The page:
Tiger Woods is pain-free for the first time in two years but accepts he will never regain the game that saw him dominate golf for a decade.
The world number four returns for the first time since back surgery in April to play the US PGA Tour's National event at Congressional on Thursday.
The 38-year-old won the last of his 14 major titles at the US Open at Torrey Pines in 2008.
"The difference as I've aged is I can't play the way I used to," said Woods.
"But I'm pain-free. It's been a very long time, probably a good two years since I've felt this way."
Woods' dominance between 1997 and 2008 relied in part on the American's power game, but the current crop on the PGA Tour are now hitting it further - and Woods accepts he has to find other ways to win as he prepares to make his comeback from back surgery on 31 March.
"I feel old. The Chinese kid [14-year-old Guan Tianlang] who qualified for the Masters last year was born after I won the tournament for the first time and that is just not cool," the American told a news conference.
"That is what is coming. The next generation are taller, bigger and more physical - these kids in college, all the long-hitters are 6ft 2ins to 6ft 4ins.
"I was number two in driving distance for a number of years just behind John Daly - things have changed dramatically.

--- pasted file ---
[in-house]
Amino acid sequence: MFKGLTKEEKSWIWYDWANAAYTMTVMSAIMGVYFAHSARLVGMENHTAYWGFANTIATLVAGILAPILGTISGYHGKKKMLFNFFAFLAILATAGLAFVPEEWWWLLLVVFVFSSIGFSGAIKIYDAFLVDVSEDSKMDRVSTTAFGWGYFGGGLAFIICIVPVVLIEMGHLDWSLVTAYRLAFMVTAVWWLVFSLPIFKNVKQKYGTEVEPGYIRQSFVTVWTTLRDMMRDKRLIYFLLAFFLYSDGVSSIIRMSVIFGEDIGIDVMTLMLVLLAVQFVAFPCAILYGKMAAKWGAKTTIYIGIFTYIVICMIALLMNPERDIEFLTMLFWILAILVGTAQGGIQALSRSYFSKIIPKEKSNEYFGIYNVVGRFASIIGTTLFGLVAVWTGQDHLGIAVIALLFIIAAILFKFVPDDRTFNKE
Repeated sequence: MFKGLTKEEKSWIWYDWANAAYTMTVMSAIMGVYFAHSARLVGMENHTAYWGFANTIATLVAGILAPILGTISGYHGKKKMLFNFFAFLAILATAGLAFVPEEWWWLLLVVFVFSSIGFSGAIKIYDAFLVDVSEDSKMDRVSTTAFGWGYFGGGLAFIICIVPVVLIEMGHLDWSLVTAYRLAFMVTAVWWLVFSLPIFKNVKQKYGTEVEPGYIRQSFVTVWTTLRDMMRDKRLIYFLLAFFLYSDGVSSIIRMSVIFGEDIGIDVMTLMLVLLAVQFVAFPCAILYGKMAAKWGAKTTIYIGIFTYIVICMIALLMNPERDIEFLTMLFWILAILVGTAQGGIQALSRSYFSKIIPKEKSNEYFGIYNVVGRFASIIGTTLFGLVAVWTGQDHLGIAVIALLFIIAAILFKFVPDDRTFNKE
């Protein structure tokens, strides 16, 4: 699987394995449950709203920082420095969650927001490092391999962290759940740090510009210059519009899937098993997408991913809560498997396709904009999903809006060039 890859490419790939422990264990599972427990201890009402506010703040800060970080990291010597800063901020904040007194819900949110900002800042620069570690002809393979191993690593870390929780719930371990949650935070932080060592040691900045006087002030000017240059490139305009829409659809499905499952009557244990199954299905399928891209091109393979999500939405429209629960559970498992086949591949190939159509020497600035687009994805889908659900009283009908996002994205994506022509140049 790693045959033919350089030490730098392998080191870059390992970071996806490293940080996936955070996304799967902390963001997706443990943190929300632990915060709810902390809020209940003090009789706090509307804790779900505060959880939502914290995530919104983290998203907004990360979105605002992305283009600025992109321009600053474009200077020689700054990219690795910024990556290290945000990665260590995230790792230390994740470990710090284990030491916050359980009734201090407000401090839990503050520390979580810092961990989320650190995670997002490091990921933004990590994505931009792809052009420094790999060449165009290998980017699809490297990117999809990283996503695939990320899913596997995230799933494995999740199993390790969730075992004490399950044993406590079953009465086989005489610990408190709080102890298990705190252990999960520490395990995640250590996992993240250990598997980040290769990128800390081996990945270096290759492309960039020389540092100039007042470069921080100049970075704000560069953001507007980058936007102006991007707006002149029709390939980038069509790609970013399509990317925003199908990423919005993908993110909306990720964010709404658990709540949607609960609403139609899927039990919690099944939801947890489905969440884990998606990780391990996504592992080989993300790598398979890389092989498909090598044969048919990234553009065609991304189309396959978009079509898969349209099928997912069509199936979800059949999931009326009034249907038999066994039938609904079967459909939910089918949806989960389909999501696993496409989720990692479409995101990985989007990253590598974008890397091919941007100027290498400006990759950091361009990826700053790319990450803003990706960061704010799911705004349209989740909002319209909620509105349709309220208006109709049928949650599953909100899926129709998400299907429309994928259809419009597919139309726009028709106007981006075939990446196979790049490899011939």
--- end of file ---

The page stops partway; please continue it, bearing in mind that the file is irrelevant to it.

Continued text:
"I have to rely on different parts of my game like strategy and course management."
Woods is ahead of schedule for a playing return as he had initially targeted next month's Open Championship at Royal Liverpool, where he last lifted the Claret Jug in 2008.
But after a carefully managed programme of physiotherapy and dietary changes, he feels ready to come back earlier - although he admits had this week's Quicken Loans National Tournament not been an event that benefited the Tiger Woods Foundation he would not be playing.
The former world number one's injury problems began in 2008 when he had season-ending reconstructive surgery on the anterior cruciate ligament in his left knee immediately after winning the US Open.
He has had further problems with that knee and an Achilles tendon but the back injury proved to be the worst of all.
Woods added: "Anyone who has had any kind of nerve impingement knows it is no joke but that part was relieved as soon as I got out of surgery.
"I felt I had my life back. I was able to do things, normal activities I took for granted."